Auxiliary to provide extras for Caloundra’s Palliative Care Unit

A fundraising target has been set by the Caloundra Hospital’s Auxiliary to assist the Palliative Care Unit at the Caloundra Hospital by 2018, which provides specialist care to a total of 20 local patients coping with a life threatening illness.

State Member for Caloundra Mark McArdle MP said anyone who has experienced the helplessness of watching a loved one struggle with a life altering condition would appreciate the importance of a palliative care team. 

“Palliative care involves more than pain management, it identifies and treats patient symptoms that can be caused from emotional, spiritual and social suffering.  As a family centred model of care, the family and carers also receive much needed practical and emotional support to cope throughout all stages.

“Depending on the patient and their needs, palliative care can be delivered in a home, hospital, hospice or a residential age facility. In Caloundra we are extremely fortunate to have an arm of the Caloundra Hospital dedicated to the provision of specialist palliative care. Thanks to fundraising by the Caloundra Hospital Auxiliary, the Unit grew from a two bed facility to ten beds today,” Mr McArdle said.

Caloundra Hospital Auxiliary President Claudine Hagan said their previous achievements had made a significant difference to the overall shortfall of palliative care beds on the Sunshine Coast. 

“The Auxiliary is working towards raising a large sum to assist in buying specialty screen printed shower curtains to add colour and a calming scenery, recliners that convert to beds for carers and special window blinds that allow you to see in and out of rooms ensuring privacy while maximizing natural light.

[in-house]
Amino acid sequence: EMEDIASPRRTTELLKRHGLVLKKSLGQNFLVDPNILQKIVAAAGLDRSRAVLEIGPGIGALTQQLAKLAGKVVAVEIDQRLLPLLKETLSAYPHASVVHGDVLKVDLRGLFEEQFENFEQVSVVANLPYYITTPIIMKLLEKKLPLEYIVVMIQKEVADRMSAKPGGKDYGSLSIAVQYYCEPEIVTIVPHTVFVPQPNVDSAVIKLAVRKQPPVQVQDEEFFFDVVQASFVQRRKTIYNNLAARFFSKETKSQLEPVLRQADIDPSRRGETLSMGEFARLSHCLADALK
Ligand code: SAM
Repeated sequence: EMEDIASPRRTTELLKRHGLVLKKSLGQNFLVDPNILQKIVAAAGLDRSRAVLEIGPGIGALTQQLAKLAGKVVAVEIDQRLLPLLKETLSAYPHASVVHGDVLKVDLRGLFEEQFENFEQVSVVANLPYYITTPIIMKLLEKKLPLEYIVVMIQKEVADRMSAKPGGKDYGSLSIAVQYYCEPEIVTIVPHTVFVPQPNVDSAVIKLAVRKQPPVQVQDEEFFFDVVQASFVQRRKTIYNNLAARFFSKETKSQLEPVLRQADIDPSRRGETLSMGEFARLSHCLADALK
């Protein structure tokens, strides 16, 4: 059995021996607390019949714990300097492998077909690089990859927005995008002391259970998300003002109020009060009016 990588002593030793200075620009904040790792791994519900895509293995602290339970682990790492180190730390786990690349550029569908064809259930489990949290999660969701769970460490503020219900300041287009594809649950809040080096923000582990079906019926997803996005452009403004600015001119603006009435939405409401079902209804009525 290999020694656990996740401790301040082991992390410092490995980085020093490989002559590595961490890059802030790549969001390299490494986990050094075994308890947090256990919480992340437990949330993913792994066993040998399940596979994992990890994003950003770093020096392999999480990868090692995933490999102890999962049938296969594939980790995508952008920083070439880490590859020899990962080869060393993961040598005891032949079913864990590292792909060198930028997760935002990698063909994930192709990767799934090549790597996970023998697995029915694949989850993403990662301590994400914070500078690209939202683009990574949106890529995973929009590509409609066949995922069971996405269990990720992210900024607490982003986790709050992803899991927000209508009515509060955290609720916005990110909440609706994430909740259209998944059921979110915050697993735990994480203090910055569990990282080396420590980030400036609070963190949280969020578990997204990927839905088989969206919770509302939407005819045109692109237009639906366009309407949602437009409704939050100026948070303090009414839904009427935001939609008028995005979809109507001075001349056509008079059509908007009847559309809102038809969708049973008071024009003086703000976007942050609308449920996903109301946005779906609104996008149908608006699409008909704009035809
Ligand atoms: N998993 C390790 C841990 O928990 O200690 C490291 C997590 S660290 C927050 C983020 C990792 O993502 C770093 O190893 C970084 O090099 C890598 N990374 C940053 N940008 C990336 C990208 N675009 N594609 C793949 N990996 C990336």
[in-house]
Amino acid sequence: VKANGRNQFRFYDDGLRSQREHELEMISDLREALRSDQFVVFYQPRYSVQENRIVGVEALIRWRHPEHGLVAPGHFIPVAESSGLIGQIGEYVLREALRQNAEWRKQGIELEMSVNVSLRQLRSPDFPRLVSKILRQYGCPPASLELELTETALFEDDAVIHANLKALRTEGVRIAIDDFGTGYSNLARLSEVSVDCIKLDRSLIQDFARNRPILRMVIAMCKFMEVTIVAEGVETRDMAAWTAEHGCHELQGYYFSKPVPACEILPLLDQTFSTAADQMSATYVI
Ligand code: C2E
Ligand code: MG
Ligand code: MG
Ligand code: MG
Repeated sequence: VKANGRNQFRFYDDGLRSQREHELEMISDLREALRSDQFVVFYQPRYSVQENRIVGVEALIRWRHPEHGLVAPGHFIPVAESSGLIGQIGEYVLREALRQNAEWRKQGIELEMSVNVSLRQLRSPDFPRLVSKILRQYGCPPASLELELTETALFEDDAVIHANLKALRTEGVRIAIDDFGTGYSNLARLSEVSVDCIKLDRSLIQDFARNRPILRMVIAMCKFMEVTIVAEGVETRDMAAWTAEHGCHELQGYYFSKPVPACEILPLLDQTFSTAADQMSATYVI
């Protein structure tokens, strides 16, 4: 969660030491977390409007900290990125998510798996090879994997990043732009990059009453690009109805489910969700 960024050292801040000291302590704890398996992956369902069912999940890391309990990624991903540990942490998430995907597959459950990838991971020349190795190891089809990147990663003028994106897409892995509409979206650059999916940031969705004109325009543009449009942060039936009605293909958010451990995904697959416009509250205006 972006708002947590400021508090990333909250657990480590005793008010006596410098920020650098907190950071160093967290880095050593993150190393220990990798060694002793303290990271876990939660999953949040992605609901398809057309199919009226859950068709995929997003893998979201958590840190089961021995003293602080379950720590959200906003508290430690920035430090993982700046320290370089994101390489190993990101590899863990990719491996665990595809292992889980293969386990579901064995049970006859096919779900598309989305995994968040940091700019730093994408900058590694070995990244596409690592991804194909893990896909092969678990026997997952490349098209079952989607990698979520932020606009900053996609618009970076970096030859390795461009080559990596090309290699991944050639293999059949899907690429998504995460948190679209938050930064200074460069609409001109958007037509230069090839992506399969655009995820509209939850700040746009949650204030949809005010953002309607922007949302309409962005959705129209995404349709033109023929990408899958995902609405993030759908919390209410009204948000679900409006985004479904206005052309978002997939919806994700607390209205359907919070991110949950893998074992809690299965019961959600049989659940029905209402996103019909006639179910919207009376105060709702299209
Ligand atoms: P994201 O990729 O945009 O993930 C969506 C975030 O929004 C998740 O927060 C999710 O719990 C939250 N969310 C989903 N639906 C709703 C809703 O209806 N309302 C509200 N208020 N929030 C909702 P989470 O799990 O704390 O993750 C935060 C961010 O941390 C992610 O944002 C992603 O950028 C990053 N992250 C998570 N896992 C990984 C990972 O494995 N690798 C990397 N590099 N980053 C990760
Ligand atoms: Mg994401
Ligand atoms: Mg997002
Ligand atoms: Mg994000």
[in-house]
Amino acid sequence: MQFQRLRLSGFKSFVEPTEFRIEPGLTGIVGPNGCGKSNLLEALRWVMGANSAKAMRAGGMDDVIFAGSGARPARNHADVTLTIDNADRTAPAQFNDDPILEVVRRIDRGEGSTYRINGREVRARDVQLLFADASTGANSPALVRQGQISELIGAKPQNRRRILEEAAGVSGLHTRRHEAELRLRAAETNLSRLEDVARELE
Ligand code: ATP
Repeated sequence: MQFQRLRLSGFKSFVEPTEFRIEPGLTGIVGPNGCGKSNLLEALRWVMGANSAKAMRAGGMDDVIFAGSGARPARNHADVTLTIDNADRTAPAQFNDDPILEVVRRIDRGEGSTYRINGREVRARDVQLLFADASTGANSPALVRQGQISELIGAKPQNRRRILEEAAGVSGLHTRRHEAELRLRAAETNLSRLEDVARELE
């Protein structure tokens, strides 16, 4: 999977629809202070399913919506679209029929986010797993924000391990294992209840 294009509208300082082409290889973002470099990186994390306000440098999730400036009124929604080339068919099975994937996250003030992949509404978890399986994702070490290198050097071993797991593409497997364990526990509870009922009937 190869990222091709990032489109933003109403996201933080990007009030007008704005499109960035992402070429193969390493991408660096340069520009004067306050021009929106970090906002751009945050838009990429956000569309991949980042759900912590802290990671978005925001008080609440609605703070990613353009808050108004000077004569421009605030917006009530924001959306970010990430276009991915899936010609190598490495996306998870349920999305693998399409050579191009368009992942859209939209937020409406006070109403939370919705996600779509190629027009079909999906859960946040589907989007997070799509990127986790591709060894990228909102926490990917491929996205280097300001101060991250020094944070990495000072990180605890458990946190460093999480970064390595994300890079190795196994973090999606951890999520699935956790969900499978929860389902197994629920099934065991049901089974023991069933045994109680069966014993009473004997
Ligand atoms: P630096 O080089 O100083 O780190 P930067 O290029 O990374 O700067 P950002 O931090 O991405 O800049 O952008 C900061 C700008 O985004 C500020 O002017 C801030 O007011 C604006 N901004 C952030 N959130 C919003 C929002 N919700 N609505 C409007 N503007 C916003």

“The money will not be used to purchase palliative care beds, nor in the construction of additional space but to augment the capital and fit-out costs that are to be met by the government. We believe the funding is best used to provide those extras that will make the unit more attractive whilst the government meets their funding requirements. 

“It is so important to remove as much of the clinical elements that characterise a normal hospital ward, to help patients feel as comfortable as possible and lessen the psychological impacts of their illness. By making it a warm and inviting place where family and friends can comfortably spend time is also a key ingredient to improving mental health of all involved in the patient’s journey,” Ms Hagan said.     

Mr McArdle praised the tenacious hardworking group of volunteers for their determination.

“More than 250 volunteers form the Auxiliary and together run Bardo’s Bazaar and the Mary Rose Café at the Hospital. The Auxiliary has a proud history of service to the hospital community and has raised more than $1.6 million since it began in 1981. Over the years these funds have been shared across the hospital and gone toward the purchase of electronic beds, surgical instruments, medical scanners and training equipment. To have a large lump sum to invest purely in Palliative Care is truly an amazing and life changing gift for Caloundra,” Mr McArdle said.

“Being able to help terminally ill patients see out the final chapter of their lives in a bright and friendly environment with dignity and with love is so rewarding and I invite Caloundra residents to visit Bardo’s Bizarre, explore the treasures and make a purchase and be a part of this history making fundraising challenge,” Ms Hagan said.

Bardo’s Bizarre is located at located on West Terrace, opposite the Caloundra RSL, Monday-Friday 9am-4pm. Phone 5436 8823.

The Mary Rose Café is located at the Hospital Entrance and is open Monday to Friday from 7.30am-3pm.


For further information contact: Office of Mark McArdle, 5329 4100.

Caloundra Weekly 

Caloundra Weekly